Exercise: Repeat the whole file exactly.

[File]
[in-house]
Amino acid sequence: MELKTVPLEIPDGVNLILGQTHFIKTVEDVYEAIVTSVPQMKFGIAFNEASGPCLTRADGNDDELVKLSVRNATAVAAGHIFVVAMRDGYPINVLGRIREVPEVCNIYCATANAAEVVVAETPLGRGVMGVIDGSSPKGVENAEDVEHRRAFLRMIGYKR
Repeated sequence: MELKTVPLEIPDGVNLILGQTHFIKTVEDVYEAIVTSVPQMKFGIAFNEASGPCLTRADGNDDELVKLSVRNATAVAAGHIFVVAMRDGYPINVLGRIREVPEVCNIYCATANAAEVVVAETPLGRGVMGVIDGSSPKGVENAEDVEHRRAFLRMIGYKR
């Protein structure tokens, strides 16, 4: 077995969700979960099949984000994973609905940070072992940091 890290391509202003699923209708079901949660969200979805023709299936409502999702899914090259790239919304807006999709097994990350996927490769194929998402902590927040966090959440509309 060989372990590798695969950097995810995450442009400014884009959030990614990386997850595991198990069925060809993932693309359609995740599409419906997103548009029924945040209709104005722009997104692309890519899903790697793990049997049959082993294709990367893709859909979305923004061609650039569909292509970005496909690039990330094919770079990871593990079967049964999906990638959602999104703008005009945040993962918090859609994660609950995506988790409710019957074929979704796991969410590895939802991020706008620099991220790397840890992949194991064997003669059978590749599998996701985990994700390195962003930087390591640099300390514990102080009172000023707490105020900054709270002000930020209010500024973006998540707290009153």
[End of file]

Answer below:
[in-house]
Amino acid sequence: MELKTVPLEIPDGVNLILGQTHFIKTVEDVYEAIVTSVPQMKFGIAFNEASGPCLTRADGNDDELVKLSVRNATAVAAGHIFVVAMRDGYPINVLGRIREVPEVCNIYCATANAAEVVVAETPLGRGVMGVIDGSSPKGVENAEDVEHRRAFLRMIGYKR
Repeated sequence: MELKTVPLEIPDGVNLILGQTHFIKTVEDVYEAIVTSVPQMKFGIAFNEASGPCLTRADGNDDELVKLSVRNATAVAAGHIFVVAMRDGYPINVLGRIREVPEVCNIYCATANAAEVVVAETPLGRGVMGVIDGSSPKGVENAEDVEHRRAFLRMIGYKR
């Protein structure tokens, strides 16, 4: 077995969700979960099949984000994973609905940070072992940091 890290391509202003699923209708079901949660969200979805023709299936409502999702899914090259790239919304807006999709097994990350996927490769194929998402902590927040966090959440509309 060989372990590798695969950097995810995450442009400014884009959030990614990386997850595991198990069925060809993932693309359609995740599409419906997103548009029924945040209709104005722009997104692309890519899903790697793990049997049959082993294709990367893709859909979305923004061609650039569909292509970005496909690039990330094919770079990871593990079967049964999906990638959602999104703008005009945040993962918090859609994660609950995506988790409710019957074929979704796991969410590895939802991020706008620099991220790397840890992949194991064997003669059978590749599998996701985990994700390195962003930087390591640099300390514990102080009172000023707490105020900054709270002000930020209010500024973006998540707290009153």